The Southeast Missouri State University River Campus's 2012-2013 season will once again offer an array of performing arts events by professional touring companies as well as the school's faculty and students of music, theater and dance.
Each yearlong season consists of a Symphony, Touring and Theatre and Dance Series, and each series consist of several individual shows. Department of Theatre and Dance professor Marc Strauss said each new season brings better and better entertainment, and the upcoming season will continue that trend.
"We've got another great mix of popular entertainment and challenging, thought-provoking work available for everyone on and off campus," Strauss said. "All three have 'can't-miss' productions, frankly, due to the versatility and artistic evolution of everyone at the River Campus."
River Campus assistant director Bob Cerchio said comparing seasons from year to year is difficult, but this one will be as good as any.
Ticket prices vary depending on the event, but River Campus box office manager Ellen Farrow said that, all in all, prices are affordable.
"For the type of entertainment you're getting, it's a steal," Farrow said. "Some shows are cheaper than others, but the range when you look at cheapest seat at the least expensive show to highest seat at the most expensive show."
In the six-event Touring Series, shows are priced from $26 to $49. Tickets for the five-event Symphony Series range from $14 to $19. And tickets for the eight-event Theatre and Dance Series cost from $15 to $20.
"I'd say tickets are selling at about the same rate they did last year, and that's saying something because we had a great year," Farrow said. "It's very early, but I could see a few of these selling out."
The touring series begins Oct. 5 with "Titanic: The Musical," which recounts the hopes and aspirations of those aboard the ship. The story of the launching, the collision with the iceberg and the sinking is played out against the class-distinctions of the passengers. A stoker, a lookout and a telegraph operator all reveal their perspectives as events unfold.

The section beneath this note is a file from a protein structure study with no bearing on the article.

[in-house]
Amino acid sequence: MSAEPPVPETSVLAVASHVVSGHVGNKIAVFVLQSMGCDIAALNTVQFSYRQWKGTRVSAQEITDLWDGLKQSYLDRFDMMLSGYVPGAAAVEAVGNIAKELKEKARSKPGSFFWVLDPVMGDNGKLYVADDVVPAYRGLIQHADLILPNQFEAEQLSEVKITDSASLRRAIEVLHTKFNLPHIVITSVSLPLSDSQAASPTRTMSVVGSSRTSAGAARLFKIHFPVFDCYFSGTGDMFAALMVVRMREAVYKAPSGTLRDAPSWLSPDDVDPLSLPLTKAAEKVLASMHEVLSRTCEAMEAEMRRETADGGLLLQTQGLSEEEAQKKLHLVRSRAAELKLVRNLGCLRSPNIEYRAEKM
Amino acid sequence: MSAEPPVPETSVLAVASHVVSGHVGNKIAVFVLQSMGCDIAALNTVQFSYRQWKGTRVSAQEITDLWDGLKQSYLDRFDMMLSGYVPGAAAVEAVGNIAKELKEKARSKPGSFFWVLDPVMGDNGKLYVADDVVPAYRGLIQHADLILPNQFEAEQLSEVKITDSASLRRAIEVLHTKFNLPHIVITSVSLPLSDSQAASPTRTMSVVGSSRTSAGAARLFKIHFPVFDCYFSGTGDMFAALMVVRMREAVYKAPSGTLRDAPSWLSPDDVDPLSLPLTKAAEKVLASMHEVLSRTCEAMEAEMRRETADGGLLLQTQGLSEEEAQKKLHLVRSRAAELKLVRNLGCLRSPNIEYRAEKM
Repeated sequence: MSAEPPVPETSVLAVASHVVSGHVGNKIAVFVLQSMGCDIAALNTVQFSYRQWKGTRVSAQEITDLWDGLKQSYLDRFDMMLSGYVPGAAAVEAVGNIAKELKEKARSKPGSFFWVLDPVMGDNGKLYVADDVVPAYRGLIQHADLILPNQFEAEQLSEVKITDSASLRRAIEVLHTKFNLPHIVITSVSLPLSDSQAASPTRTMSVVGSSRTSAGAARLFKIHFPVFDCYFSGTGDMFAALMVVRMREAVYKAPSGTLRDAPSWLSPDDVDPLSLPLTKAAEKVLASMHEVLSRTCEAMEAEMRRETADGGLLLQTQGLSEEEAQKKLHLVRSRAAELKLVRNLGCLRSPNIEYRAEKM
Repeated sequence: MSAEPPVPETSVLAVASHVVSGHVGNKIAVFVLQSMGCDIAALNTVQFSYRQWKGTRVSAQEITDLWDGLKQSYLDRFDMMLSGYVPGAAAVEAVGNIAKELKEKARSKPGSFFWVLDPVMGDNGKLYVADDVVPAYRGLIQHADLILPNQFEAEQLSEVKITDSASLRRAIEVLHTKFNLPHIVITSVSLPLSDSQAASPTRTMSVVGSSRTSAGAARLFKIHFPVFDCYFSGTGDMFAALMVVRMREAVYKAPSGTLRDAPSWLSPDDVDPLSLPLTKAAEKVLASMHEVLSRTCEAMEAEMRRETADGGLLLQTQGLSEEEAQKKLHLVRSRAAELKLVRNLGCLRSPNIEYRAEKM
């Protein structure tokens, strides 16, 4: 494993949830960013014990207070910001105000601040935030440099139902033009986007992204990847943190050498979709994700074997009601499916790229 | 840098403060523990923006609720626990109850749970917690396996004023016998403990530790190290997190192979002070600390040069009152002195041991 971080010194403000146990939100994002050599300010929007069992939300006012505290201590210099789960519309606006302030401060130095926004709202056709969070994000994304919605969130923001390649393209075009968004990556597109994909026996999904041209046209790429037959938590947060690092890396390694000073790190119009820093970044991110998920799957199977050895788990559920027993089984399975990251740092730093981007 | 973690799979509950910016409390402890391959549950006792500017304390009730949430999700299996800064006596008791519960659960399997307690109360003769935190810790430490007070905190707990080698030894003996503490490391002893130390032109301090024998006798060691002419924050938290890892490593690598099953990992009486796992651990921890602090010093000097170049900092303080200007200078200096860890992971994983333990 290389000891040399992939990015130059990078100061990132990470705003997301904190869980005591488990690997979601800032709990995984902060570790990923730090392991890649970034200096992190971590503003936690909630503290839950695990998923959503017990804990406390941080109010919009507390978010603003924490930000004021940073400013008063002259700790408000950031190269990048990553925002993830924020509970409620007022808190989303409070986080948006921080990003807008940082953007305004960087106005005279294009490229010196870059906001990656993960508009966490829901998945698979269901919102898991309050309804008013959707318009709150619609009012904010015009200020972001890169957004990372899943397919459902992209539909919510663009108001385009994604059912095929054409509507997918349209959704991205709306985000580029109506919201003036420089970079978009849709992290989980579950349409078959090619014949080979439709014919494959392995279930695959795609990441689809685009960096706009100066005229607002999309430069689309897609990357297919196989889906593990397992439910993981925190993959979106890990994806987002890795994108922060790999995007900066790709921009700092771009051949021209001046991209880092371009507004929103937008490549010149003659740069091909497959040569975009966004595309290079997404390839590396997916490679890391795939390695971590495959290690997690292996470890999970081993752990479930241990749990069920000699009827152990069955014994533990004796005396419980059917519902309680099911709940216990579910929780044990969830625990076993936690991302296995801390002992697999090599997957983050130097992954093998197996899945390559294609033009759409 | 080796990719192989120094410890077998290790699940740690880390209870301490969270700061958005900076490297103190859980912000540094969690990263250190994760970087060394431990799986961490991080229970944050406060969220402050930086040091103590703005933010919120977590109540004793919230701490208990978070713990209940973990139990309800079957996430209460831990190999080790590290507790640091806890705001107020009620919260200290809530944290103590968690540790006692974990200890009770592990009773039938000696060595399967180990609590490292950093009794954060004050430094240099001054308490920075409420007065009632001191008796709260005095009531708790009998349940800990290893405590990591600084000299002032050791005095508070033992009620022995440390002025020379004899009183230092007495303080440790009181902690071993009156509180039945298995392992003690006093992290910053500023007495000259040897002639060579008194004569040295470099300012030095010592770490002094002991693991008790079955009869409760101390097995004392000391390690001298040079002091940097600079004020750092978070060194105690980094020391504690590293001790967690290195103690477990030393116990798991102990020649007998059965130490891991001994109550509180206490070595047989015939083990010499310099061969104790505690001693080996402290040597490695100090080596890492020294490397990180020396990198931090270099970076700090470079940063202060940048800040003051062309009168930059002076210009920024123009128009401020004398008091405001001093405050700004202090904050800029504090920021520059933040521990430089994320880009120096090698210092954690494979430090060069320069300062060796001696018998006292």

After New Dance Horizons shuffle through Oct. 16, Rock and Roll Hall of Fame inductees Dr. John and the Blind Boys of Alabama roll in Oct. 18. The five-time Grammy winners will be premiering their new album, "Spirituals to Funk." The show is based on 1930s Carnegie Hall spirituals and swing concerts, and explores the connections between jazz, blues and gospel.
"A Chorus Line" -- winner of nine Tony Awards, including best musical, and recipient of the Pulitzer Prize for drama -- kicks off Jan. 28. Earl and Margie Holland, for whom the Earl and Margie Holland School of Visual and Performing Arts at Southeast is named, have selected this show as the special choice event this season.
The series continues with Irish classic "Celtic Nights" on Feb. 27, and "Swan Lake," which is known as the quintessential ballet, performed by the Russian National Ballet Theatre on April 26.
The series starts Oct. 8, as acclaimed concert pianist Jack Gibbons is featured in a performance of Rachmaninoff's Concerto No. 2 for piano and orchestra.
Next is "Vespers" by Mozart and the "Reformation Symphony" by Romantic composer Mendelssohn, which will be performed Dec. 4 by the Southeast Choral Union and University Choir. Both groups will perform with the orchestra again during the presentation of celebrated English composer Ralph Vaughan Williams' "Five Mystical Songs" on March 12.
Highlighting the series will be a special guest symphony performance by the China National Symphony Orchestra at 7:30 p.m. Feb. 25. Known as one of the most outstanding orchestras in China, this team of instrumentalists combines artistry, dedication and professionalism to introduce audiences to a vast repertoire of classical, romantic, modern and contemporary works.
The series closes with the Symphonic Spectacular on April 29. The orchestra will be joined by the Southern Illinois Symphony in a festive concert of works for large, symphonic orchestra. Featured will be the world premiere of a work by acclaimed American composer James M. Stephenson commemorating the 150th anniversary of the American Civil War, titled "Two Brothers."
Theater and dance
This series opens with a bang as hit musical "Grease" slides in Sept. 26 to 30. One of the most popular films and longest-running Broadway musicals of all time, this Tony Award-winning high school musical rocks with high energy and features such hit songs as "Summer Nights," "Beauty School Dropout" and "Greased Lightnin'."
Arthur Miller's Tony Award-winning drama "The Crucible" comes next from Nov. 7 through 11. Focusing on the Puritan purge of witchcraft in Salem, Mass., this drama is described by critics as both a gripping historical play and a timely parable of contemporary society.
After the annual student and faculty showcase "Fall for Dance" from Nov. 29 to Dec. 1 and Eric Overmyer's lighthearted "On the Verge" Dec. 5 to 9, the season continues with Broadway classic and Tony Award-winning musical "Annie," a familiar show for children of all ages, Feb. 20 to 24. Following up "Annie" will be "The Miss Firecracker Contest" from April 3 to 7. Beth Henley's offbeat comedy featuring larger-than-life characters exploring the themes of femininity, beauty and the need to be accepted.
The season concludes with the another annual faculty and student showcase, "Spring Into Dance," April 18 to 21.